Tuesday, 2 October 2012

NSF, NIH Award Grants To Study Spread Of Diseases

September 29, 2012
The National Science Foundation (NSF), the National Institutes of Health (NIH), and other US and UK agencies are joining forces to determine whether or not human-induced changes to the environment have played a role in the spread of West Nile virus, Lyme disease and other ailments.

The NSF, the NIH’s Ecology and Evolution of Infectious Diseases (EEID) program, the USDA’s National Institute of Food and Agriculture (NIFA) and the UK’s Biotechnology and Biological Sciences Research Council (BBSRC) are among the organizations studying the possible ecological and biological mechanisms that could be at least partially responsible for the increased number of cases of infectious diseases spreading in both people and animals.

“Threats to human health, food security and ecosystem services are growing, in part due to increases in the spread of diseases,” Sam Scheiner, the NSF’s EEID program director, said in a statement Thursday. “These research projects will provide a new understanding of the causes of that spread and help us control these growing and myriad threats.”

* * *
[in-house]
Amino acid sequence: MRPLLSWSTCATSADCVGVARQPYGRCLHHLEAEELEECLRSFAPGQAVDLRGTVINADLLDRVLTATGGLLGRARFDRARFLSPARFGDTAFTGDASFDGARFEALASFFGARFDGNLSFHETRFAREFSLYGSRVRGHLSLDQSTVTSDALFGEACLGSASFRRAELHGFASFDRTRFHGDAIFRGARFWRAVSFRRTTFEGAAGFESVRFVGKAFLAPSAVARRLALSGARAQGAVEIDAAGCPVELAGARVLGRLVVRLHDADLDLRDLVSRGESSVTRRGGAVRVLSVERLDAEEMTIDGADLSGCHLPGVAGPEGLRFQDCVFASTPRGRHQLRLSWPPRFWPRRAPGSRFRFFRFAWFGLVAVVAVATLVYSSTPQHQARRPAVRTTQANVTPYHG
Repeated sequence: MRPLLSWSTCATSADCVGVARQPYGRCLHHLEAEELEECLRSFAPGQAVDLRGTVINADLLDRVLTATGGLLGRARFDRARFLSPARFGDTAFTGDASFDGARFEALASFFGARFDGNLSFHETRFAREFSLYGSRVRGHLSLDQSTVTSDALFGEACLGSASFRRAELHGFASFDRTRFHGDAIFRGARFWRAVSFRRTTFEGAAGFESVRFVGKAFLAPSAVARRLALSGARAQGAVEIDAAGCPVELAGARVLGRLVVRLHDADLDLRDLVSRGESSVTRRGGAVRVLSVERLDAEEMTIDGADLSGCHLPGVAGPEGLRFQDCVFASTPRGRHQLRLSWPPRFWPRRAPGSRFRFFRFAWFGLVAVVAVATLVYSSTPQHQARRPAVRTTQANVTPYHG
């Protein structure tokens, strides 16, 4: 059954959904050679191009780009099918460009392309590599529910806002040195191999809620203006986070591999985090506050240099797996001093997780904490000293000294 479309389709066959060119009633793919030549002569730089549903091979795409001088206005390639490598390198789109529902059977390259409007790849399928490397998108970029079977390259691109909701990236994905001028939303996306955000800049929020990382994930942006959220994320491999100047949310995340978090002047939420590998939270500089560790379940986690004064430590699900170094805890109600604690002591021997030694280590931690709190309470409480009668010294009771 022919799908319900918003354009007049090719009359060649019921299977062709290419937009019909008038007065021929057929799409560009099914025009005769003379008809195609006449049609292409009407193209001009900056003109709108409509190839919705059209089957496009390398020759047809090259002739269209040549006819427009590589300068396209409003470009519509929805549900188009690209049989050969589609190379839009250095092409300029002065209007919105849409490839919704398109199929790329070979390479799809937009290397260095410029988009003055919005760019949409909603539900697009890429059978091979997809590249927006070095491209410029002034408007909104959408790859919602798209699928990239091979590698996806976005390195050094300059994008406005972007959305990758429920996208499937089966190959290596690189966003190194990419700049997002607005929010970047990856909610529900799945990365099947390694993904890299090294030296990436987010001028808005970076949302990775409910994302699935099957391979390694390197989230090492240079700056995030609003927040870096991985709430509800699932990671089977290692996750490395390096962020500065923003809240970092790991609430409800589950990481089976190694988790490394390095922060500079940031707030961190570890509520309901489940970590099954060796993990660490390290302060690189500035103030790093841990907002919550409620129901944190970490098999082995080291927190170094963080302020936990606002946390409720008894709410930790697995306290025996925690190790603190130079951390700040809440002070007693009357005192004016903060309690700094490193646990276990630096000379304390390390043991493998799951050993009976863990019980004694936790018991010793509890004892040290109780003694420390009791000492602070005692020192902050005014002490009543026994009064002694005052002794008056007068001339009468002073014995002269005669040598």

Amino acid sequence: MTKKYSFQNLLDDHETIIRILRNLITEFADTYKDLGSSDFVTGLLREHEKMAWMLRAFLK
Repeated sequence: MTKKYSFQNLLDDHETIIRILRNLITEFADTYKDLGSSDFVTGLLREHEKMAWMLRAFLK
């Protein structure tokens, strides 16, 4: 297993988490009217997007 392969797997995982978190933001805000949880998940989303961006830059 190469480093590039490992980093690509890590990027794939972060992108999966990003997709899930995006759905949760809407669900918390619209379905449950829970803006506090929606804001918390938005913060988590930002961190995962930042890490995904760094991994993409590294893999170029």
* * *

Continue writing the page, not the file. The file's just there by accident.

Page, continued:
“The interdisciplinary collaborations fostered by the EEID program promote a deeper understanding of how infectious diseases emerge and spread,” added Irene Eckstrand of the NIH’s National Institute of General Medical Sciences. “This knowledge is enormously helpful in developing effective strategies for suppressing the transmission of infectious agents in animal populations and reducing the burden of disease in humans.”

Twelve grants worth a combined $12.7 million have been awarded, and the projects that are being funded will allow scientists to investigate how habitat destruction, invasive species, pollution and other large-scale environmental factors might have contributed to the prevalence of disease-causing viruses, bacterium and parasites in both people and in various animal species, the NSF said in their September 27 statement.

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